THE DOOR IN THE FLOOR Based on a sizable chunk of John Irving's A Widow for One Year, this outwardly melancholy but inwardly hopeful movie reunites Nadine stars Jeff Bridges and Kim Basinger as Ted and Marion Cole, silently suffering parents who, years later, are still unable to cope with the deaths of their two teenage sons. Ted, the author of popular but eerie children's books, suggests a trial separation that involves both parents shuffling back and forth between two properties to each spend time with their young daughter (Elle Fanning); this decision coincides with the arrival of Eddie (Jon Foster), a young man who's been hired for the summer to apprentice under Ted but who ends up spending more time in the sack with Marion. The Door In the Floor is one of those movies that screws up the small details while tapping into the larger issues -- we may carp over the plot-friendly fact that nobody in this household apparently understands the concept of locks (which leads to the interruption of two masturbatory exercises and one doggy-style coupling between woman and boy), yet we're affected by the varying measures of cruelty and compassion that Ted and Marion fling at each other in their futile efforts to make their own pain go down a little easier. The "coming of age" angle involving Eddie is the weakest part of the story; far more potent are the sequences in which Bridges (terrific), Basinger (touching) and/or young Fanning illustrate the difficulties in holding together a family when obligations are in arrears.
HAROLD AND KUMAR GO TO WHITE CASTLE Harold and Maude Go to White Castle might have been a better bet, but this is nevertheless a gross-out comedy with a difference -- it tosses some sharp social satire into the usual mix of horny guys, amiable dopeheads, repulsive rednecks and homosexual bit players. And instead of making its lead characters typical morons like Bill and Ted or the Dude, Where's My Car? pair, this one gives us two smart kids in Korean-American Harold (John Cho), a mild-mannered employee at an investment firm, and Indian-American Kumar (Kal Penn), a more rebellious type who isn't quite ready to become a medical grad student like his dad desires. The plot is lifted from the Cheech and Chong playbook, as Harold and Kumar spend a Friday night getting high and then deciding that their munchies can only be satisfied by the burgers and fries at White Castle. So they're off on an all-night road trip, one which finds them coming into contact with a Bible-thumping hillbilly named Freakshow, a pair of college girls prone to engaging in a bathroom variation on Battleship (the film's nastiest gag), and Doogie Howser star Neil Patrick Harris, playing himself as a drug-addled party animal on the hunt for hookers. The crass humor alternates between funny-stupid and stupid-stupid, but the movie's knowing digs at the casual racism witnessed by the pair provide it with a whiff of added subtext. 1/2
ANCHORMAN: THE LEGEND OF RON BURGUNDY Aimed squarely at the open-mouth-breathers who turned Dumb and Dumber and Big Daddy into hits, Anchorman is the movie as litmus test -- specifically, how much Will Ferrell is too much Will Ferrell? As a chauvinistic news anchor in 1970s San Diego, Ferrell gets to wear ugly clothes, make silly faces, and lust after the ladies, but unless you hold the opinion that the actor is a comic genius worthy of Chaplin or Tati comparisons, then this sort of obnoxious oafishness gets stale quickly. There are a handful of inspired moments, but these clever bits seem almost accidental in the midst of so much kitsch. 1/2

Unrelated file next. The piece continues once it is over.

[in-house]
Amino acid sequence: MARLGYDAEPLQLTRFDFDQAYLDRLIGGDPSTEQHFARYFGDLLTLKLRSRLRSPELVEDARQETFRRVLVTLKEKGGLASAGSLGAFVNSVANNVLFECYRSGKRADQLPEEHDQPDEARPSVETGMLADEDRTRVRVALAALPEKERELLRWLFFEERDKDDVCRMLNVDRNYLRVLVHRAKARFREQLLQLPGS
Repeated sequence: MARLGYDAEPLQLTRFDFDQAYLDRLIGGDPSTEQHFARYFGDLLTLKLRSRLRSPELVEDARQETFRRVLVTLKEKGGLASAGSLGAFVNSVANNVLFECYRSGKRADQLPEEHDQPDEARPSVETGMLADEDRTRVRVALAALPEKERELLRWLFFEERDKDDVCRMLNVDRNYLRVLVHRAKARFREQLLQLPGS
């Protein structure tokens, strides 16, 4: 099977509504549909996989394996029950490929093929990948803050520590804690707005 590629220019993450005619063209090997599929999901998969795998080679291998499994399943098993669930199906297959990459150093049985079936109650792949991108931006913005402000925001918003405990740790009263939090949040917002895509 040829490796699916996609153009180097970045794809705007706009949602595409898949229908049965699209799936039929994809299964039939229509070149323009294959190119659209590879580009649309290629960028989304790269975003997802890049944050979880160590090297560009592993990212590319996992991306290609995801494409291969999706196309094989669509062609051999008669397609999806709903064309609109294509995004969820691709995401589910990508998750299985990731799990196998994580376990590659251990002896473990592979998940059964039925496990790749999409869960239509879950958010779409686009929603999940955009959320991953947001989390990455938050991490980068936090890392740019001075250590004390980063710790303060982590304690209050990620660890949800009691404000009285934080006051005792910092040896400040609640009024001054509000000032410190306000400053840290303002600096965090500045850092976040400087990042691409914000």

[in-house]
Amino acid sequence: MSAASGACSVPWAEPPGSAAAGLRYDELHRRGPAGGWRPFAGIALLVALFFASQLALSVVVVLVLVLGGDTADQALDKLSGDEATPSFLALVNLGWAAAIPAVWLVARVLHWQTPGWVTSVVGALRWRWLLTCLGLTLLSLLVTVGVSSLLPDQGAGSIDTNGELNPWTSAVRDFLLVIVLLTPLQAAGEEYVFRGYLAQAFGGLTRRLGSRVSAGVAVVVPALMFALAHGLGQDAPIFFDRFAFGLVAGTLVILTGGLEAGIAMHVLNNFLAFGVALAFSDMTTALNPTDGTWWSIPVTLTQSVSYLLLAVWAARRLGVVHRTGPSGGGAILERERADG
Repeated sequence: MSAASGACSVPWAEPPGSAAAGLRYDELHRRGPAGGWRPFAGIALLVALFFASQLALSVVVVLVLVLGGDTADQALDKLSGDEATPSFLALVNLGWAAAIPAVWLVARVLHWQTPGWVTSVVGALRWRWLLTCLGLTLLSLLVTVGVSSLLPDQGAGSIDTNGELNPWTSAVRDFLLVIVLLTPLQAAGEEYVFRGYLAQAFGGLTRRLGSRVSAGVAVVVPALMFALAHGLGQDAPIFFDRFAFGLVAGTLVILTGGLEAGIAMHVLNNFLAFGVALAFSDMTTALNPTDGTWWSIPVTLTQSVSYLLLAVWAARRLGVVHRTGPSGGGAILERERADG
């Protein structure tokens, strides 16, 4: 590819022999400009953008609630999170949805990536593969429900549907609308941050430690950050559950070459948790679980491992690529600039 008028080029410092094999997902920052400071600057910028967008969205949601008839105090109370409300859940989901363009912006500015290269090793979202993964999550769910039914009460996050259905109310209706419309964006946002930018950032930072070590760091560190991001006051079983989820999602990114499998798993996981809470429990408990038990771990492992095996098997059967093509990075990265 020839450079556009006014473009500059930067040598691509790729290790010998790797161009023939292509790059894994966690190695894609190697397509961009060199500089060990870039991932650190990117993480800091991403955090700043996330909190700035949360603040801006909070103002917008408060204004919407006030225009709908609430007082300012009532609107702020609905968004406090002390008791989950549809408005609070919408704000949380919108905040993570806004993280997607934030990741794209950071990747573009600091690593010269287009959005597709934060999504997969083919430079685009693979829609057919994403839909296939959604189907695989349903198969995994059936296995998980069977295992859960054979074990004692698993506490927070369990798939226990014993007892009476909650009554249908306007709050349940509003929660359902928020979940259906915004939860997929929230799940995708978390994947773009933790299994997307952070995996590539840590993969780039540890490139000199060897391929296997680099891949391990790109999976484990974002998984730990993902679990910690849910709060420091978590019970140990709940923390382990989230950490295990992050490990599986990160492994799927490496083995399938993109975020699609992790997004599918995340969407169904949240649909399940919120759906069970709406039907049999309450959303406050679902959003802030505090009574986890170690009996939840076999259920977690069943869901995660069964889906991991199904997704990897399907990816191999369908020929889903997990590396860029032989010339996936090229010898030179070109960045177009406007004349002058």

BAADASSSSS! With Mario Van Peebles playing his own father, this tells the fascinating back story of how, back in 1971, Melvin Van Peebles turned down an offer to be the major studios' token black filmmaker in order to realize his goal of producing a raw, edgy work that spoke directly to Afro-American audiences. Sweet Sweetback's Baadasssss Song turned out to be a monster moneymaker, the first of the "blaxploitation" flicks, and an important stepping stone in the development of independent cinema, and this picture chronicles how the process of bringing it to the screen took a major toll on Melvin's health, family and finances. The movie is ultimately a son's affectionate tribute to his dad, an often difficult man who may have floundered as a regular father but established himself as a "founding father" of a different sort.
BEFORE SUNSET Richard Linklater's 1995 Before Sunrise was about two college-age kids who meet in Vienna, spend the night talking (and loving), and then go their separate ways. Before Sunset continues their story: Unfolding in real minutes (about 80 of them), this finds American Jesse (Ethan Hawke), now an author, and French Celine (Julie Delpy), an environmental activist, crossing paths in Paris nine years later. Superior to its predecessor in every way, this lovely film does an exemplary job of conveying the manner in which the freedom and naivety of youth inevitably fall by the wayside, leaving only cherished memories, present regrets, and the rigor mortis of a future that can only be avoided by those willing to take risks. Hawke and Delpy have never been better, and the ending is letter-perfect. 1/2